Indigent patients at National Jewish Health have received an early holiday gift: a permanent endowment established to pay for their care thanks to the generosity of the late Samuel Gluck of Southfield, who left a bequest to create the Fannie Gluck and Katy Bodansky Endowment for Indigent Care.
National Jewish Health has established a new Cancer Center, which will focus on diagnosing and treating lung cancer.
Researchers at National Jewish Health have discovered that a naturally occurring lipid in the lung can prevent RSV infection and inhibit spread of the virus after an infection is established.
One hundred and ten years ago today (Dec. 11), the National Jewish Hospital for Consumptives opened its doors on the corner of Colfax Avenue and Colorado Boulevard. The brainstorm of a remarkable woman named Frances Wisebart Jacobs and a young rabbi named William Friedman, the hospital was created to serve indigent people suffering from tuberculosis.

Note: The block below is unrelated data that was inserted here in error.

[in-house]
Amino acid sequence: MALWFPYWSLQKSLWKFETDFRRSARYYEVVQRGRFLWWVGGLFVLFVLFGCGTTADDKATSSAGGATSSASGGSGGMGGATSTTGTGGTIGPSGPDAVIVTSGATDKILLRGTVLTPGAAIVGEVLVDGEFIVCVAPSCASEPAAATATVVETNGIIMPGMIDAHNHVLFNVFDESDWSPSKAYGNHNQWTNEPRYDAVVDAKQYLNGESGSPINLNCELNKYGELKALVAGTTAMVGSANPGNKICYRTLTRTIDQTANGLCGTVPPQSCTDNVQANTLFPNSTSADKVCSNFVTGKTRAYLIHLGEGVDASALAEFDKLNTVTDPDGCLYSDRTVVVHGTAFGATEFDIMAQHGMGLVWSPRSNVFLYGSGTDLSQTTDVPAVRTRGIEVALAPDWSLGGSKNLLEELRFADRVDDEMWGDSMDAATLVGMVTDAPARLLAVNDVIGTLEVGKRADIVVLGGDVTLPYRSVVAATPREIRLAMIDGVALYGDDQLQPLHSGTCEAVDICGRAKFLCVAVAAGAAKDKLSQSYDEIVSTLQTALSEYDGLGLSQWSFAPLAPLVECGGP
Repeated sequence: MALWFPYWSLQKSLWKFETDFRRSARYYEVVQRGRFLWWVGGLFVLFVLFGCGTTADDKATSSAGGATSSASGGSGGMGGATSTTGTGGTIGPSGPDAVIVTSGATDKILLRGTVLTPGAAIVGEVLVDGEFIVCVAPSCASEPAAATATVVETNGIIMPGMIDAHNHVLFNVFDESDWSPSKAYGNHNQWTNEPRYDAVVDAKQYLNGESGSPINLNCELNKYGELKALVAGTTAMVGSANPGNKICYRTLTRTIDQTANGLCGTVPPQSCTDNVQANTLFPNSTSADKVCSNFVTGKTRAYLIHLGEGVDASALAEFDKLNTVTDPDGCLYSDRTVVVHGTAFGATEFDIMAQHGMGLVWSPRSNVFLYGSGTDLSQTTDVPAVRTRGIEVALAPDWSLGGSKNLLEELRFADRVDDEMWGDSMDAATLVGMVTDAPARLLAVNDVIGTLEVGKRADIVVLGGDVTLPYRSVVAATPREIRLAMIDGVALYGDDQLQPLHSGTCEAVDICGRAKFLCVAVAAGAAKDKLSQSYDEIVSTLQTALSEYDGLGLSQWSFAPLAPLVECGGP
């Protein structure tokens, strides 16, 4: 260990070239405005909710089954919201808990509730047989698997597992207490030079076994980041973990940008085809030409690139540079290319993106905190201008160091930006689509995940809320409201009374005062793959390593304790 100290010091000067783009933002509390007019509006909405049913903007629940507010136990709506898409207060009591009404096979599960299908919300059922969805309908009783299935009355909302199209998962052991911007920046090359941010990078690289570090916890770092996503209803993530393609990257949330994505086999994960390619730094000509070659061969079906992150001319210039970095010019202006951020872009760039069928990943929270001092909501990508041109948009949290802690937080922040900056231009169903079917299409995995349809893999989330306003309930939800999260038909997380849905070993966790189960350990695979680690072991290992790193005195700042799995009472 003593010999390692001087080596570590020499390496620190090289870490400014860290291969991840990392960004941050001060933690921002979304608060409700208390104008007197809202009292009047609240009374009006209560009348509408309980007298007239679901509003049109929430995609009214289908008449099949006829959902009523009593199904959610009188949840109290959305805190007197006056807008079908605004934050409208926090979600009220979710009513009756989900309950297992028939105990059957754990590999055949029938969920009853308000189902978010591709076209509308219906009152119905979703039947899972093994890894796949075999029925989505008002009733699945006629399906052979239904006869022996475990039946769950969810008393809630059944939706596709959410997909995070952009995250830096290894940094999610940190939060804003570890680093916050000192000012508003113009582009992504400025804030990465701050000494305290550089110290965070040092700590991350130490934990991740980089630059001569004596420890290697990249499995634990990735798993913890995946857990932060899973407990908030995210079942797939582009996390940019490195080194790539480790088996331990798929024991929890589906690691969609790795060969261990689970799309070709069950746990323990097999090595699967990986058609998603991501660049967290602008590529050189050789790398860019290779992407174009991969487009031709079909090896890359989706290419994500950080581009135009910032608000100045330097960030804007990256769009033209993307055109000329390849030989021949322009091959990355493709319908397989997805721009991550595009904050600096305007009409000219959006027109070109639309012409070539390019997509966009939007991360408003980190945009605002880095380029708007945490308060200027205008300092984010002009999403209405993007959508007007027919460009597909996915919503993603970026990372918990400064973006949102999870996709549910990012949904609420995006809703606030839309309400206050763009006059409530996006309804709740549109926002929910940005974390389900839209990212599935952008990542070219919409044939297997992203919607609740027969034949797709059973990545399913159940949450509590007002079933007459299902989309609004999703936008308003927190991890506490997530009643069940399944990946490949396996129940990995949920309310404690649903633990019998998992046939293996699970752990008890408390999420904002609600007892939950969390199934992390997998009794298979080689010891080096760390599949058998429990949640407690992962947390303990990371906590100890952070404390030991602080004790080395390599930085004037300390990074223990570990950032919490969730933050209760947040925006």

National Jewish Health celebrates its 110th anniversary today and tomorrow with a healthcare and leadership symposium featuring keynote addresses by Colorado Governor Bill Ritter and Duke Energy President, CEO and Chairman James Rogers.
The holidays are a great time to celebrate with friends, family and co-workers, but all that celebrating can make it difficult to eat healthy. National Jewish Health Dietician Carrie Gleeksman offers the following tips to help keep you from over indulging this holiday season.
National Jewish Health will use the occasion of its 110th anniversary and holiday celebration to host a food drive to benefit the Food Bank of the Rockies and Volunteers of America.
Building upon an existing relationship between the two central Denver hospitals, National Jewish Health has begun managing critical care services for the intensive care unit at HealthOne Swedish Medical Center.
All during the year, the possibility exists for people with respiratory problems to suffer from allergy attacks. During the holiday season, more hidden dangers to health exist.
Most people associate cold-and-flu season with the cold, dark days of late fall and winter. But as soon as children are confined in classrooms and start swapping germs, the incidence of respiratory infections rises sharply.